by Wes Verde
Honest, intelligent thieves are probably how ‘The Cons’ would describe themselves as they devise evermore clever ways to part the not-so-bright from their money.
However, the three of them, Roy, Victoria, and Urbane, live a fairly hand-to-mouth existence despite their successful career of duplicity. They need a big job and as luck would have it, one comes their way. But, with a murder to navigate, double-dealing, mistaken identity, corruption, and buried secrets, the Cons will need every ounce of their cunning and skill…
The Safe Game is a novel to lose yourself in, it’s long, involving, and incredibly rewarding. Every angle of the narrative is chock-full of detail, observation, intelligent consideration, and something a little bit personal. Verde’s prose is eloquent, sharp, and engaging. There are little, understated flourishes and a subtle surface to his writing that suits the nature of the story and the late 1920s setting.
Indeed, the period is used to good, complementary effect. It’s integral to the action, without overshadowing, and the whole book is shot through with a touch of wry amusement even in the bleakest moments.
Personally, the first half/two-thirds of the novel were the strongest. The beginning of the story, involving the Dollar Machine Game was so alive and immediate. I was instantly transported, not only to time and place but also among the people who are bought richly to life.
The narrative deftly switches by chapter from person to person, location to location, moving between the characters to tell their story and participate in various areas connected to the main plot before interests begin to converge, although not always in the way the reader expects.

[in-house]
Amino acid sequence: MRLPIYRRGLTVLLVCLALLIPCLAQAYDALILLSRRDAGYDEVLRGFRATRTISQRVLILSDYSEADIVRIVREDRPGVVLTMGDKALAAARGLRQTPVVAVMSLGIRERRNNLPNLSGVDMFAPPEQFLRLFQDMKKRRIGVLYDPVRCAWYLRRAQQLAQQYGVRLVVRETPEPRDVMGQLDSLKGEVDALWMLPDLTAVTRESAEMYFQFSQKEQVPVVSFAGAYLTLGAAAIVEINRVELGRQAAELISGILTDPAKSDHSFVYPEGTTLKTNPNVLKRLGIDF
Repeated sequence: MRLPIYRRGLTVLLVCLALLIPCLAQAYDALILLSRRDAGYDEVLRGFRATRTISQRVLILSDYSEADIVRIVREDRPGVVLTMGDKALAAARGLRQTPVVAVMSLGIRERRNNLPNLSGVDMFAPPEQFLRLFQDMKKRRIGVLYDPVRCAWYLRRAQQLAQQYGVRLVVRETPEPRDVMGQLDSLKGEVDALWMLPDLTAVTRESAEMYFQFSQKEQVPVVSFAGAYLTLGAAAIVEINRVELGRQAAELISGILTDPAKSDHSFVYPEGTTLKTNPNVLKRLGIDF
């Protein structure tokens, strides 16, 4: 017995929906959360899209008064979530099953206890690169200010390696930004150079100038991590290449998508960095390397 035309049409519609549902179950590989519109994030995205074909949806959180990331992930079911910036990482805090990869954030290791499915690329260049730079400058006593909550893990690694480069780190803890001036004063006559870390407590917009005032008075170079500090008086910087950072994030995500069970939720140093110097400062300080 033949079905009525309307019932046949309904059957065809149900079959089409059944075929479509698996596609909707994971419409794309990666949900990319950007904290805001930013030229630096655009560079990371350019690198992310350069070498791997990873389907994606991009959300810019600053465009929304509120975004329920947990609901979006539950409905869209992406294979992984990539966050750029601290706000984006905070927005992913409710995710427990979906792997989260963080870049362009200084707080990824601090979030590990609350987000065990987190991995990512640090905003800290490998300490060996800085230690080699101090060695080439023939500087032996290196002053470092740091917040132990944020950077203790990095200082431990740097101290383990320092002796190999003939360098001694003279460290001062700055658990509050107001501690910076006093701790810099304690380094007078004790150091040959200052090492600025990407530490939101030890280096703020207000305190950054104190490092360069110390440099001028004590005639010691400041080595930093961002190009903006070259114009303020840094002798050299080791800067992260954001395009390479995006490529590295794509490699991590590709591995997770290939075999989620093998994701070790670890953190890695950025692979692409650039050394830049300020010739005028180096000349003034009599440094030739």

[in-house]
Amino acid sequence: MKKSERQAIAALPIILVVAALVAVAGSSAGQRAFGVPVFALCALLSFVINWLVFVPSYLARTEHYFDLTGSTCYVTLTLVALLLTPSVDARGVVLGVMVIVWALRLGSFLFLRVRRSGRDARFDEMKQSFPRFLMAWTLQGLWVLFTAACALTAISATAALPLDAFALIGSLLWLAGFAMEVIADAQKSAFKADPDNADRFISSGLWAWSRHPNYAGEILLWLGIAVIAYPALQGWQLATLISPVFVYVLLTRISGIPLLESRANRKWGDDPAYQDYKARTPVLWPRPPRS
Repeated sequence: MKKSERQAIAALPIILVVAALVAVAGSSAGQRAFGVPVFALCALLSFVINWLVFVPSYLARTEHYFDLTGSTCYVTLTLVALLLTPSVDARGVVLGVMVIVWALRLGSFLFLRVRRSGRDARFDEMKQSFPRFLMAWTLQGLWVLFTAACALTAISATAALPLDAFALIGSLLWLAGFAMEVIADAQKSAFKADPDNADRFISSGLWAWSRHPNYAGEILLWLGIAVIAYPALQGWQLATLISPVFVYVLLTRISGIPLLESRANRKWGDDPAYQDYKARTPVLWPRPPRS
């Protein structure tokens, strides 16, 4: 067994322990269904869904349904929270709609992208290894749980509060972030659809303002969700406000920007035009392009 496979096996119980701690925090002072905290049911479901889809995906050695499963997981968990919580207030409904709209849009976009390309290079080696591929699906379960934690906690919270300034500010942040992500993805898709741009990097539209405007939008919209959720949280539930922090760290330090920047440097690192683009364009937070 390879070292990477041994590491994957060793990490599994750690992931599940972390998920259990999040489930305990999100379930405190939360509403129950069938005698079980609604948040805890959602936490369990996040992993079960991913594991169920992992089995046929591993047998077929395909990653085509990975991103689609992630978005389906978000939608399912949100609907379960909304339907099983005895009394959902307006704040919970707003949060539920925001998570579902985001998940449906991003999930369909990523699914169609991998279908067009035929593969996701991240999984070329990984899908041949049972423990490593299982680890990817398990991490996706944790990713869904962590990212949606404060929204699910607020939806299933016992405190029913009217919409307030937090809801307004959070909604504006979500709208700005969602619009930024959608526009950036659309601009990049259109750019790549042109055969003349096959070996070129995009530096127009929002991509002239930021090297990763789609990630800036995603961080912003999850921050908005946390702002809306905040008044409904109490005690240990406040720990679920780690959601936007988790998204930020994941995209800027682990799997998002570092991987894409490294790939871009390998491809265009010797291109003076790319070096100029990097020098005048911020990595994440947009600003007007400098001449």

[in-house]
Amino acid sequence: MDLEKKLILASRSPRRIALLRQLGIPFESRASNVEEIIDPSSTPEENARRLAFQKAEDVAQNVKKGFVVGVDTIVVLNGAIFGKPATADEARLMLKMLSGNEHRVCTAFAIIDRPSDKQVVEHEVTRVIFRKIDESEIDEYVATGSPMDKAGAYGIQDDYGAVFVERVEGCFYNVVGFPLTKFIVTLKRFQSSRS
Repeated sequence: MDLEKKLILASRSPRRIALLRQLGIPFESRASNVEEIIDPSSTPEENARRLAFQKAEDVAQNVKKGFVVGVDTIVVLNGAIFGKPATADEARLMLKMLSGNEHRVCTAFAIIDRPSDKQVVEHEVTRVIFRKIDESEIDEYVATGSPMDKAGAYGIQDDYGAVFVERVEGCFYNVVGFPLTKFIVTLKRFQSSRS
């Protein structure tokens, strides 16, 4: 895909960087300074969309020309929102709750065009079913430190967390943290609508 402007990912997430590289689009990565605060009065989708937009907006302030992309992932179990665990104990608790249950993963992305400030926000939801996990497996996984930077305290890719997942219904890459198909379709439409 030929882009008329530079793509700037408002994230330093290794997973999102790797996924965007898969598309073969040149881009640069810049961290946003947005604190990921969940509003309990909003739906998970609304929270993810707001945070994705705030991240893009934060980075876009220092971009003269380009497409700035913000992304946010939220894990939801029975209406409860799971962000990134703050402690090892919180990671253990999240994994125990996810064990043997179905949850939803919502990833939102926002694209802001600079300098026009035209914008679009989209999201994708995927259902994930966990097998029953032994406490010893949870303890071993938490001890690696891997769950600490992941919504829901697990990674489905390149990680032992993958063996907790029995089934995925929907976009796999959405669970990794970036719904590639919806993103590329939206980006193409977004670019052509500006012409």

However, the real stars of the book are the three Cons and I flickered between whom I liked the best, finally settling on Urb. There is gentle decency and quiet integrity to him that the other Cons do not possess.
Nonetheless, each of them is, from the very first chapters, very individual, supremely intriguing, and really convincing. Hints of backstory are threaded through their respective chapters, all of which is credible and never too exaggerated or cliched.
Victoria’s story was nicely handled and the reader is given a clear, interesting sense of the vulnerability that she carries so close and masks with varying success. I could have more of her and Urb, both separately and together.
Roy, as the story progresses, became quite unlikable in places. He is selfish, ruthless, and, also, a touch pathetic. Notwithstanding, large areas of the novel become Roy’s story, and there were moments, I did consider whether The Safe Game is two or even three books in one. The subplot with Emma, although fairly compelling, almost felt as if it deserved its own novel.
Consequently, The Safe Game does occasionally feel too protracted but the sheer infectious articulation of Verde’s writing and the scale of his imagination carries the reader along. And, as the action heats up, The Safe Game becomes really quite difficult to put down and is almost too uncomfortably nail-biting in parts.
The twists, turns, and cases of mistaken identity that Willie (“The Rookie) and Roy indulge themselves in are edge-of-the-seat stuff and Verde capably teases the reader with flashes of insight and revelation before snatching them away again and turning them on their head.
Although this is the Cons book, there are some wonderful character vignettes. Hershel, whom the reader meets in the last third of the novel, was a particular favorite.
The Safe Game is a clever, twisting, and highly entertaining novel littered with beguiling and believable characters. Highly recommended.